Food manufacturers, legislators and toxicology experts alike are taking steps to lower the amount of lead in our food, water, homes and, ultimately, our bodies. The National Food Processors Assn., for instance, has recommended a voluntary phase-out of cans that contain lead solder. And the Food and Drug Administration, which in 1971 had placed a ceiling on the amount of lead allowed to leach from ceramic dishware, lowered that ceiling in 1979 and is considering lowering it once again.
But the lag between a call to action and action itself is often a long one. Consider that while only about 5% of food cans manufactured in the United States still contain lead solder--down from more than 90% a decade ago--over a billion lead-soldered cans remain in use. (How many are imported from other countries is anybody's guess.)
A second problem: The FDA doesn't have the resources to check every single piece of ceramic ware that is imported from countries where lead-leaching limits are less strict. Large shipments are only spot-checked as they enter ports of call.
Then too, while brand new or almost new plumbing may be lead-free, as many as one in five households across the country may contain leaded pipes that are leaching dangerous levels of the toxic metal into tap water.
Fortunately, consumers can protect themselves by taking matters into their own hands.
One way is to test water coming from kitchen and bathroom faucets. That's especially important in homes built before 1930, when pipes were often made of lead, and those built between 1930 and the mid '80s, when builders often installed copper plumbing in place of lead, but still joined the pipes with lead solder. You can tell if your pipes contain the toxic metal by the color. Lead is dull gray rather than bright silver and scratches easily with a house key.
Of course, the only way to be certain whether there is lead in your water is to have it analyzed. The best method is to collect a water sample from the tap and send it to a state-certified laboratory. Your state water department or local health department can help you find a lab capable of running the test, which can cost anywhere from $15 to $40 per sample.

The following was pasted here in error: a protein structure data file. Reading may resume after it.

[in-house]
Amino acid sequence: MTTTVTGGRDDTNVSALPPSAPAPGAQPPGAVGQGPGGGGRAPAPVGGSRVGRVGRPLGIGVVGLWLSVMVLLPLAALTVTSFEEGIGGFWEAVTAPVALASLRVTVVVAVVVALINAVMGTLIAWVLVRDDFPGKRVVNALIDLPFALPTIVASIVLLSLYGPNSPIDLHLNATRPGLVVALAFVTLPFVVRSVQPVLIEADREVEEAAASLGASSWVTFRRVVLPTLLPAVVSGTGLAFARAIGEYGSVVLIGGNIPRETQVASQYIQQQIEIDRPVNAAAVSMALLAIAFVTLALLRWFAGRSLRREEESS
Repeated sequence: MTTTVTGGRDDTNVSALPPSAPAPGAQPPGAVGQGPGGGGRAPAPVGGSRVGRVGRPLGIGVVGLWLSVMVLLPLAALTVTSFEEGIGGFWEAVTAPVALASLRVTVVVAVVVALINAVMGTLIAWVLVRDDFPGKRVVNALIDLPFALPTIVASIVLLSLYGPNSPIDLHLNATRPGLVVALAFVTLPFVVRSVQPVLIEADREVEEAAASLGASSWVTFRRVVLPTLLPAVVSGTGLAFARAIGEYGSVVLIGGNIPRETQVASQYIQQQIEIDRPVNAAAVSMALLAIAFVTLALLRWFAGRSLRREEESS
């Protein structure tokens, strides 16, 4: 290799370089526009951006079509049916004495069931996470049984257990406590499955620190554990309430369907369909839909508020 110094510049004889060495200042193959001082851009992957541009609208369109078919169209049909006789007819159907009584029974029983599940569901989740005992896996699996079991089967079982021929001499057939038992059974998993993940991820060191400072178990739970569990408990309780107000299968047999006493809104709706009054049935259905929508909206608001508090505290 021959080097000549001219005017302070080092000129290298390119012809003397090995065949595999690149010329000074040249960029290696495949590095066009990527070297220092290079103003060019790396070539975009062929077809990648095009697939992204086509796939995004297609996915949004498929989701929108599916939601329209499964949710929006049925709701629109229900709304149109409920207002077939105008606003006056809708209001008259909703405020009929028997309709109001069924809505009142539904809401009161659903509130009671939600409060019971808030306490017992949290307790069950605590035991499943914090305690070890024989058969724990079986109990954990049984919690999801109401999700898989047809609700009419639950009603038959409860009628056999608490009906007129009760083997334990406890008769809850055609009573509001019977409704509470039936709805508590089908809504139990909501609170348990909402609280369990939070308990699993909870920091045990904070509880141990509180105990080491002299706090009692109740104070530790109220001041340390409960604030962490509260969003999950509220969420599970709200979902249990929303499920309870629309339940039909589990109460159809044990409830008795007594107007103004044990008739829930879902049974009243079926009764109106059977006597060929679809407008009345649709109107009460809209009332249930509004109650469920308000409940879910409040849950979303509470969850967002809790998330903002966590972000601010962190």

Call the EPA's Safe Drinking Water Hotline, (800) 426-4791. Staff members will give you the phone number of your state regulatory agency and answer general questions about policies and regulations regarding the water supply. The EPA also publishes a book, "Lead and Your Drinking Water."
But what about the dishes? Most of the dinnerware we use contains lead in its glaze. With repeated use, any such plate can flake lead.
Don't use antique dishes such as family heirlooms without checking them first to see whether they leach lead. American leaching limits for ceramic dishes were established less than 20 years ago.
What about the lead in your paint? It was not until 1977 that the Consumer Product Safety Commission restricted the amount of lead in household paint. That means millions of American children and their parents live in housing that may contain toxic levels of lead. Such paint eventually turns to dust, which is easily absorbed by the body.
Unfortunately, getting rid of the problem isn't easy. The best methods are those that disturb the paint the least. Sanding, scraping or removing lead paint with a heat gun can release lead particles into the air. That's why anyone moving into a house or apartment with lead paint should remove it before taking up residence. The safest approach is to hire professionals who wear disposable coveralls and respirators, and who protect the floors with plastic and seal heating ducts.
Whatever you do, and that means whether or not you move into a house with old lead paint, health authorities recommend screening children between the ages of 9 months and 6 years regularly for blood lead levels.